Los Angeles Angels, MLB

Would Albert Pujols have gotten more than Mike Trout if his free agency was today?

Mike Trout just signed the largest deal in MLB history, but could Albert Pujols have gotten a bigger contract if he was a free agent today?

Mike Trout finally got paid this week, as the Los Angeles Angels gave him the largest contract in MLB history. 12 years, $426.5 million is an incredible deal, topping the previous record set by Bryce Harper by $100 million. On Trout’s team though, is Albert Pujols, whose massive deal signed after the 2011 season limits the Angels financially.

When Pujols signed his deal, it was the third largest contract in MLB history at 10 years, $240 million. A FOX Sports clip compares the stats of Mike Trout and Albert Pujols through their first 1,000 games (Trout has played 1,065 in his career). In this clip, we see that Pujols led Trout in batting average, hits, home runs, runs, RBIs, and OPS. So, this led me to wonder if Pujols could have eclipsed Mike Trout’s deal if he was a free agent today.

Taking Trout’s first 1,000 games feels unfair as Trout struggled the first year he was in the majors when he played just 40 games with a .296 wOBA. So, to compare them, we can look at the last 7 years before their respective free agencies. With all the talk about how the Angels are getting a good deal on Mike Trout with this contract, I expected that Trout would blow Pujols away in most categories.

Mike Trout 2012-2018 vs Albert Pujols 2005-2011

Yet the results were drastically different than my expectations. Of the 18 statistics I randomly selected, Trout only led in three categories. Trout’s greatness is often shown through his incredible WAR, so his lead in this category was not surprising. However, WAR includes a position adjustment which is positive for center fielders and negative for first basemen, so to account for this, I calculated their WAR without the positional adjustment, and while this brought Pujols closer to Trout, he still could not catch him.

Their respective positions also impacted the defensive statistics, ultimate zone rating (UZR) and defensive runs saved (DRS). First base is a much easier position to play than center field, helping Pujols dominate Trout in that category. However, Trout had multiple seasons with negative performances in these categories, while Pujols was only negative in UZR in his last season.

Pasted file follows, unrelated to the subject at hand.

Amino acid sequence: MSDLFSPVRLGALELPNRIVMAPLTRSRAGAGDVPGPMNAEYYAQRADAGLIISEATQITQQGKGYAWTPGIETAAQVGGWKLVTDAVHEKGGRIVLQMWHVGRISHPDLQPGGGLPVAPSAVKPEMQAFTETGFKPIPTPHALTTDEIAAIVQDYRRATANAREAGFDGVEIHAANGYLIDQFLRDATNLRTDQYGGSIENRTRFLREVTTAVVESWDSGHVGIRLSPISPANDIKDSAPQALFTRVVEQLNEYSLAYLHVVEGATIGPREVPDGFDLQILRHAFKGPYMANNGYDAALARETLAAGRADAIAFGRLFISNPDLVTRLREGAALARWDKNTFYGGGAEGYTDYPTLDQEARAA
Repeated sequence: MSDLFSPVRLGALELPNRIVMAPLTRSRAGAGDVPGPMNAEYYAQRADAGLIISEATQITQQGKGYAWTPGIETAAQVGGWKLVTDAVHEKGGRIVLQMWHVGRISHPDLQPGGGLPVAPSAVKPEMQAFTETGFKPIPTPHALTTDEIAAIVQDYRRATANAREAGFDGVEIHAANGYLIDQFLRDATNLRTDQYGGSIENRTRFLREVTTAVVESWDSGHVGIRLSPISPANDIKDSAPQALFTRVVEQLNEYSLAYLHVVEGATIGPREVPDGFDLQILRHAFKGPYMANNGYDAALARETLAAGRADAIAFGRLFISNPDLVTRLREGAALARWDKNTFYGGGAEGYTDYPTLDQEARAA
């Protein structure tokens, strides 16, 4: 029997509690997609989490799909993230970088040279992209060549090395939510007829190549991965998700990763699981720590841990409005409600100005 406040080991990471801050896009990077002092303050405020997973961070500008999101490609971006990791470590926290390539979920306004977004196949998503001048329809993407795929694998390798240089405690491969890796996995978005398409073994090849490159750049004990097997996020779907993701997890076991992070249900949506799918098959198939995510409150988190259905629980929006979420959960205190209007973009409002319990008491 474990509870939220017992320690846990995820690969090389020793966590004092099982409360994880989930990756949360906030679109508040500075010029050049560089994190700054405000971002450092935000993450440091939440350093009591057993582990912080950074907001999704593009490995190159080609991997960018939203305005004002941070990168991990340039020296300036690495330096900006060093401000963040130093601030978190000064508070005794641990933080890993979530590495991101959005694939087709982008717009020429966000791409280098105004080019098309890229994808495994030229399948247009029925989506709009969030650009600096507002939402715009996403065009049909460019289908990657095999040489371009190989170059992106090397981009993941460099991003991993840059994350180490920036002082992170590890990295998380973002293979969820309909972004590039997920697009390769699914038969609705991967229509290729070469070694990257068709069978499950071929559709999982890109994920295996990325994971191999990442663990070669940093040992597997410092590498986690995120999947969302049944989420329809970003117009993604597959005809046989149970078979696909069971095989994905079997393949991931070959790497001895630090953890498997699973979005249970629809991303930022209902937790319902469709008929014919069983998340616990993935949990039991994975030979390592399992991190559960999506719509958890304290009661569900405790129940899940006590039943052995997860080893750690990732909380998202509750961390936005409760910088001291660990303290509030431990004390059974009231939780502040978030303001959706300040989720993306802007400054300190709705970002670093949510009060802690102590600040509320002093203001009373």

All of the offensive statistics are independent of position and Pujols absolutely ran away in all of the categories. Beyond the standard counting stats, Pujols led in wOBA, weighted runs created (wRC), and win probability added (WPA). Beyond WAR, Pujols seems to be the obvious choice. He played in more games each season and hit better than Trout when he was healthy, which meant he impacted games more frequently and more positively than Trout.

Now, despite what the numbers say, Pujols had two things working against him. His 2011 season was the worst of his career to that point. It was the first season he had a negative UZR and posted career lows in wOBA and WAR. The second thing working against him was the fact that he was 31 during the 2011 season. This made it appear as though he had just left his prime. On the other hand, Trout was 26 last season and should have a few more years of his prime left.

Thankfully, Paul Goldschmidt is 31 years old, plays first base, and just signed a contract extension. His contract is five years and $130 million, which if extended to ten years like the Pujols deal is $260 million.  Yet, while Goldschmidt is a star, his numbers the last seven years are not even close to Pujols in his last seven years before free agency.

Goldschmidt has a high of .418 wOBA which is below Pujols average in his seven years. Even if we look at the FanGraphs dollar value of their performance we can see a complete difference. Over the last seven years, Paul Goldschmidt was worth $274.8 million, compared to Pujols in the seven years before his free agency who was worth $295.7 million. If we adjust the Pujols number for the dollars per win of the last seven years, that number grows to $389.48 million.

So, we can add $114.68 million to the Pujols extended Goldschmidt deal, bringing it to 10 years, $374.68 million. So now, Pujols only needs $51.82 million to catch Trout in terms of total contract value, but with two fewer years, he would make more money in his 10 years than Trout will in his first 10 years of this deal.

Now, Goldschmidt never tested free agency, so the value could increase for Pujols as he did go through the free agency process due to a bidding war. Having three MVPs could also increase the value for Pujols at this point, despite the down year in 2011. Whether or not this is enough to cover the remaining $51.82 million to catch Trout in total money it is unclear, but simply being that close with two years less is impressive for Pujols.

If Pujols was two years younger and wasn’t trending down, he would definitely have been able to surpass Trout money if his free agency today. His statistics from 2003-2009 were absolutely dominant, posting a .444 wOBA and averaging 8.27 WAR per season, all his numbers except hard hit percentage were higher over that time span than 2005-2011. Increased stats plus two extra years on the contract means he definitely would have passed Trout’s record deal.

Using his 2005-2011 statistics though and placing him at the age of 31 for his free agency tells us Pujols would probably be close to Trout’s deal and yes, he might just have received a bigger contract.

All stats courtesy of FanGraphs.

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